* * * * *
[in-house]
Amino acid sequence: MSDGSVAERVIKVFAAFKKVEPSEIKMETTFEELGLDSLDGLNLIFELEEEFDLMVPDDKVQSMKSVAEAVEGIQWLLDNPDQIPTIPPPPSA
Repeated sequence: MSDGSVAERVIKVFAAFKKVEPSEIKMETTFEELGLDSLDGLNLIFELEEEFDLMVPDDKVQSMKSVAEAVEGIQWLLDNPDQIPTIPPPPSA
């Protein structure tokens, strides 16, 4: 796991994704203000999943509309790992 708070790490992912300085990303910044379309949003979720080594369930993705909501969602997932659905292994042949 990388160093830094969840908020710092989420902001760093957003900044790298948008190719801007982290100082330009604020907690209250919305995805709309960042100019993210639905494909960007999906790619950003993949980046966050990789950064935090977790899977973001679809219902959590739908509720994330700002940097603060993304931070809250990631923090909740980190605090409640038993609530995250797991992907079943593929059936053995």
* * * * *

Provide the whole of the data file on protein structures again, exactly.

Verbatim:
[in-house]
Amino acid sequence: MSDGSVAERVIKVFAAFKKVEPSEIKMETTFEELGLDSLDGLNLIFELEEEFDLMVPDDKVQSMKSVAEAVEGIQWLLDNPDQIPTIPPPPSA
Repeated sequence: MSDGSVAERVIKVFAAFKKVEPSEIKMETTFEELGLDSLDGLNLIFELEEEFDLMVPDDKVQSMKSVAEAVEGIQWLLDNPDQIPTIPPPPSA
């Protein structure tokens, strides 16, 4: 796991994704203000999943509309790992 708070790490992912300085990303910044379309949003979720080594369930993705909501969602997932659905292994042949 990388160093830094969840908020710092989420902001760093957003900044790298948008190719801007982290100082330009604020907690209250919305995805709309960042100019993210639905494909960007999906790619950003993949980046966050990789950064935090977790899977973001679809219902959590739908509720994330700002940097603060993304931070809250990631923090909740980190605090409640038993609530995250797991992907079943593929059936053995």